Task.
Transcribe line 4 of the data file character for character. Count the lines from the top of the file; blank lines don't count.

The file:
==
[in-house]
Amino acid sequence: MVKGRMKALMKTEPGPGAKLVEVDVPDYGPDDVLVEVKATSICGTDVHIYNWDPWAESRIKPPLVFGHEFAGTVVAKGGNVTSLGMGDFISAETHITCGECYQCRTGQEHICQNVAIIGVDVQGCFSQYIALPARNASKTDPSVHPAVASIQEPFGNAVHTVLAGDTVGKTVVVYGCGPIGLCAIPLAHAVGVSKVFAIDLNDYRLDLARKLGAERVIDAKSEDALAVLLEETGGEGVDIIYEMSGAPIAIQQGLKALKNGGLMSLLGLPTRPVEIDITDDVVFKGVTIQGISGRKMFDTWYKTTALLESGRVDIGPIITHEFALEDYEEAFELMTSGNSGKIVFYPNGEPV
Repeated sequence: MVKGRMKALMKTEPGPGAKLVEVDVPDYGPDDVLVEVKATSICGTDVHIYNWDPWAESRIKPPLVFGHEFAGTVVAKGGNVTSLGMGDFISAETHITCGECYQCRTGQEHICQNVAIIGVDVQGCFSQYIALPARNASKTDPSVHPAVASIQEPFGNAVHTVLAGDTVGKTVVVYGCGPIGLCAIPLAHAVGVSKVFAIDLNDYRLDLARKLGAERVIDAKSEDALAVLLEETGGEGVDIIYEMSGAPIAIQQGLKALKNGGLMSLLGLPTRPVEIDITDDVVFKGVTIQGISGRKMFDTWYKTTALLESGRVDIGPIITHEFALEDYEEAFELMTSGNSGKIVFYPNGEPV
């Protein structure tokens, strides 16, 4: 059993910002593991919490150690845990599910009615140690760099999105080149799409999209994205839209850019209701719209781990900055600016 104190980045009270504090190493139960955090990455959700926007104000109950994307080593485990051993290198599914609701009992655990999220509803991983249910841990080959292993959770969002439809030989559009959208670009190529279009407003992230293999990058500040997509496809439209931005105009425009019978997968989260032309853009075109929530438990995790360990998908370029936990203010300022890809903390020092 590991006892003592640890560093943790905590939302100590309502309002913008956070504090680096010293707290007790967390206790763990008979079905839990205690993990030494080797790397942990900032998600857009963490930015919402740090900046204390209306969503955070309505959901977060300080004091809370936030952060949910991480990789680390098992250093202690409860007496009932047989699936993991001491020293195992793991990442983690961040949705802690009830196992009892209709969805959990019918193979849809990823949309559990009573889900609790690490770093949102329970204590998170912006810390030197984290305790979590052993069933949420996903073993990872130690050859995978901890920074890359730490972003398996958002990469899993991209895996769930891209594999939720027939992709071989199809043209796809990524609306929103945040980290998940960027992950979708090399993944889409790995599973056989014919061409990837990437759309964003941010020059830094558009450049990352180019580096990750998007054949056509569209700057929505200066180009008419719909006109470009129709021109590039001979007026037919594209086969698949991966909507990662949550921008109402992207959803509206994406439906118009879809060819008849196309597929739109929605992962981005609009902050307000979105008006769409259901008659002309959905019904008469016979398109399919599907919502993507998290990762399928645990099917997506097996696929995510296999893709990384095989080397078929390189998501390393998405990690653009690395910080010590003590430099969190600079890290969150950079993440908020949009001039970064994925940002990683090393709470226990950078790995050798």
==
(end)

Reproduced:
């Protein structure tokens, strides 16, 4: 059993910002593991919490150690845990599910009615140690760099999105080149799409999209994205839209850019209701719209781990900055600016 104190980045009270504090190493139960955090990455959700926007104000109950994307080593485990051993290198599914609701009992655990999220509803991983249910841990080959292993959770969002439809030989559009959208670009190529279009407003992230293999990058500040997509496809439209931005105009425009019978997968989260032309853009075109929530438990995790360990998908370029936990203010300022890809903390020092 590991006892003592640890560093943790905590939302100590309502309002913008956070504090680096010293707290007790967390206790763990008979079905839990205690993990030494080797790397942990900032998600857009963490930015919402740090900046204390209306969503955070309505959901977060300080004091809370936030952060949910991480990789680390098992250093202690409860007496009932047989699936993991001491020293195992793991990442983690961040949705802690009830196992009892209709969805959990019918193979849809990823949309559990009573889900609790690490770093949102329970204590998170912006810390030197984290305790979590052993069933949420996903073993990872130690050859995978901890920074890359730490972003398996958002990469899993991209895996769930891209594999939720027939992709071989199809043209796809990524609306929103945040980290998940960027992950979708090399993944889409790995599973056989014919061409990837990437759309964003941010020059830094558009450049990352180019580096990750998007054949056509569209700057929505200066180009008419719909006109470009129709021109590039001979007026037919594209086969698949991966909507990662949550921008109402992207959803509206994406439906118009879809060819008849196309597929739109929605992962981005609009902050307000979105008006769409259901008659002309959905019904008469016979398109399919599907919502993507998290990762399928645990099917997506097996696929995510296999893709990384095989080397078929390189998501390393998405990690653009690395910080010590003590430099969190600079890290969150950079993440908020949009001039970064994925940002990683090393709470226990950078790995050798």